Max | | |

Introducing Max, the most accessible vehicle ever.

MAX S and The Tilting Tube Trike. Two Projects regarding Shared­Access, Human­Scale vehicles.

A maximally­accessible pedicab, which can accommodate three 30 x 48” wheelchairs. Built within the space limits imposed by the NYC Department of Consumer Affairs, 55” wide x 120” long. Also operates as a cargo­carrying or passenger­carrying vehicle, with room for baby carriages, shopping carts and strollers as well. Requires human power to activate the electric­assist feature. Can also be driven by a person in a wheelchair, who maintains full use of their arms. Continue reading Here ...



E-bikes and New York City

Bike Sharing and the Fountain of Youth

01 Sep 2013 at

The weight of bikes is measured in tens of pounds and cars in tons. Why would anyone choose to ride 200 horses at the same time when One gets you there just as well? Maybe it has to do with our aversion to sweat. It might be that nobody wants their neighbors to think that they can't afford a tank of gas. It could be an extension of the giant masks used in some Native American and African dances, Gods come to earth. One thing is clear: as long as the elephants are running, the small mammals will stand aside and let them have their way until the dust settles and the wind dies down. How do we move a society off the highway of suicidal over-consumption and onto the path of sanity and balance? Since our fate is in the hands of the 90% of people who drive cars and not the less than 10% who graced a bike seat with their butt in the last year, one thing we do know, it won't be easy.

Continue reading
Planning the Next Assault on New York State's E-Bike Inanity

23 Jul 2013 at

Now that the NYS legislature has ratified its identity as the lamest State Legislature in the country by once again failing to pass a bill legalizing electric-assist bikes, the campaign to reverse this mindless course is already beginning. Since this part-time governing body suspends all activity during a Summer recess that does not end until the New Year, there is plenty of time to strategize and plan for the next Sisyphean assault on Albany Mountain.

Continue reading
The Industrialization of Traffic: Why Bicycles are Faster than Cars

"The model American male devotes more than 1,600 hours a year to his car. He sits in it while it goes and while it stands idling. He parks it and searches for it. He earns the money to put down on it and to meet the monthly installments. He works to pay for gasoline, tolls, insurance, taxes, and tickets. He spends four of his sixteen waking hours on the road or gathering his resources for it."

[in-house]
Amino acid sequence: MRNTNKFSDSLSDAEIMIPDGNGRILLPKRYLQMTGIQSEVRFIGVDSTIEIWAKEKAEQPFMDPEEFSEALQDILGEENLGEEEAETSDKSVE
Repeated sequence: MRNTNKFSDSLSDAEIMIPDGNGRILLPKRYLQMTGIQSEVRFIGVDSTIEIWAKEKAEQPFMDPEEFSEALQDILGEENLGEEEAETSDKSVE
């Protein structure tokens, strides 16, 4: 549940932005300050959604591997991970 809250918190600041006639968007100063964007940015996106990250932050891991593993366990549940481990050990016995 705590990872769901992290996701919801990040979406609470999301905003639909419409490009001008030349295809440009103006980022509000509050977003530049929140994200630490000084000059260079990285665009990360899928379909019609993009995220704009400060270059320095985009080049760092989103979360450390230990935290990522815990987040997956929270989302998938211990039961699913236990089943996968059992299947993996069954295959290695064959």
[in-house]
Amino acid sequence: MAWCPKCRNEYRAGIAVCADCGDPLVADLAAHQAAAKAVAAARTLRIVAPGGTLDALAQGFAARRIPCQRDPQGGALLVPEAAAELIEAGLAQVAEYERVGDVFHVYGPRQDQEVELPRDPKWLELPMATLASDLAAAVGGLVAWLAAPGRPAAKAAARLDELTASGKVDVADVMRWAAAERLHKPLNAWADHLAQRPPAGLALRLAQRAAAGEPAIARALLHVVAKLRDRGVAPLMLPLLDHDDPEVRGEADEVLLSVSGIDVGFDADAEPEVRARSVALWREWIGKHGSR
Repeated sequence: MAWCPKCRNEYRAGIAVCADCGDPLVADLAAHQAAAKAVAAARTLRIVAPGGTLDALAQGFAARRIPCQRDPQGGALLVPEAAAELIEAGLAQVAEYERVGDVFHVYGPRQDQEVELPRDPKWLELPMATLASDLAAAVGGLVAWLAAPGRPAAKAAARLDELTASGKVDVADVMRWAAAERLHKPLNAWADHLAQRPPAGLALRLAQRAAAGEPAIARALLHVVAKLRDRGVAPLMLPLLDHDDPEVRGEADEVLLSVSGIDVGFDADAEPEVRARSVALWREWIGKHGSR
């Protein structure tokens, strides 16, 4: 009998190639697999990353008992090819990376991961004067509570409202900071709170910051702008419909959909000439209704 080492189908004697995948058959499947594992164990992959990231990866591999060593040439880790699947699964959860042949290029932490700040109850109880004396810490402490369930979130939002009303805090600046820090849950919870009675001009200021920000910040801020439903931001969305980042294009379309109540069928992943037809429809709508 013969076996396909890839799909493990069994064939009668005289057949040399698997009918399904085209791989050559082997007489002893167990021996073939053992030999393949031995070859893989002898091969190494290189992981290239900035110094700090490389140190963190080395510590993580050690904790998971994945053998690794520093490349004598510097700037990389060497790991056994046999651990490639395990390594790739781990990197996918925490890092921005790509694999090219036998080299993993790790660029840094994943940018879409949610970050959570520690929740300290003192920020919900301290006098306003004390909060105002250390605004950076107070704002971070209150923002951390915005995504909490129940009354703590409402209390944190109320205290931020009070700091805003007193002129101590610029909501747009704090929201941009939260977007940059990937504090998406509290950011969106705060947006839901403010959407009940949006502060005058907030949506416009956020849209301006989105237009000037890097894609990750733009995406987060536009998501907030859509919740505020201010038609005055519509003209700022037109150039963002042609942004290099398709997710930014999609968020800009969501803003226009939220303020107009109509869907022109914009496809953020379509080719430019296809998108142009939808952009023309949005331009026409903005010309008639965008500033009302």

Read all at No Tech Magazine

Celebrating the Anniversaries of the 1939 and 1964 New York World's Fairs

19 Mar 2013

By Steve Stollman at EV World


New York City's “Ban” on “Ebikes”

The news last week that ebikes were to be banned in NYC came from a NY Daily News story and a short item on CBS-TV. Fortunately, the reports were inaccurate and incomplete as far as they went since they were devoid of explanations or context. Close examination of the actual bills, #1026 and #1030 offers a different picture. This is not an ebike ban. It is an attempt to stop mopeds from being regarded as bicycles, and scooters, some weighing 300 pounds, with make-believe pedals, to conform to existing vague Federal standards, from using a legal loophole to avoid having to be registered, licensed or insured. The City Council's #1026 allows, by implication, pedal-activated systems to be used here, as soon as the State law is changed to permit electric-assist bicycles. Two bills now making their way through the State legislature will do this.

The legislation just passed by the City Council and awaiting the Mayor's signature on May 15th, is titled a Motor Scooter bill. It's primary purpose is to reverse a little-known 2004 NYC regulation that allowed any motorized vehicle traveling at 15 MPH or less to be legal in the city. It is a well-know fact that traveling at such a slow speed, the likelihood of any serious injuries caused by a collision is very small, especially if the vehicle is of minimal size. Regardless, providing such a permissive policy was very unusual for New York City, which tends to precisely regulate most matters within its borders in a very detailed way, from food preparation to dog-walking. In fact, it was not a bad idea to clear away some of the confusion regarding what, exactly an electric-assist bicycle is.